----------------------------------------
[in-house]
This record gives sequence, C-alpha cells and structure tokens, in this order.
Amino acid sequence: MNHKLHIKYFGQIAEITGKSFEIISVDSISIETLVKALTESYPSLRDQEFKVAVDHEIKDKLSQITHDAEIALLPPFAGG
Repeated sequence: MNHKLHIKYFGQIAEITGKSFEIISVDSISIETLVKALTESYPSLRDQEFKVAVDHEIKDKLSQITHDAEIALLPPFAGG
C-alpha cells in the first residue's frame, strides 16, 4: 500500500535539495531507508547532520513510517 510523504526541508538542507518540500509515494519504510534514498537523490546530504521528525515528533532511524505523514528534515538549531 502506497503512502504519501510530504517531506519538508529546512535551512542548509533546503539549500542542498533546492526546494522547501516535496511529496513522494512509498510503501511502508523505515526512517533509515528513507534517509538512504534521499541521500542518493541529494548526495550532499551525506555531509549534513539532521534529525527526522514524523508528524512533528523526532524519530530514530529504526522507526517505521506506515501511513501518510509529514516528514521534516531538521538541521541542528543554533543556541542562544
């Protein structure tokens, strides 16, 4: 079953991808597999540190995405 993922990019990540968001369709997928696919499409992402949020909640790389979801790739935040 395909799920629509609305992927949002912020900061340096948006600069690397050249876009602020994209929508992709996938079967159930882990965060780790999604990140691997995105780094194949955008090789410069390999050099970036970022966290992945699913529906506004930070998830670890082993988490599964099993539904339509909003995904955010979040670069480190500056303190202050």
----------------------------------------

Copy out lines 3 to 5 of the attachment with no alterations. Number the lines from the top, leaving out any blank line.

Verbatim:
Amino acid sequence: MNHKLHIKYFGQIAEITGKSFEIISVDSISIETLVKALTESYPSLRDQEFKVAVDHEIKDKLSQITHDAEIALLPPFAGG
Repeated sequence: MNHKLHIKYFGQIAEITGKSFEIISVDSISIETLVKALTESYPSLRDQEFKVAVDHEIKDKLSQITHDAEIALLPPFAGG
C-alpha cells in the first residue's frame, strides 16, 4: 500500500535539495531507508547532520513510517 510523504526541508538542507518540500509515494519504510534514498537523490546530504521528525515528533532511524505523514528534515538549531 502506497503512502504519501510530504517531506519538508529546512535551512542548509533546503539549500542542498533546492526546494522547501516535496511529496513522494512509498510503501511502508523505515526512517533509515528513507534517509538512504534521499541521500542518493541529494548526495550532499551525506555531509549534513539532521534529525527526522514524523508528524512533528523526532524519530530514530529504526522507526517505521506506515501511513501518510509529514516528514521534516531538521538541521541542528543554533543556541542562544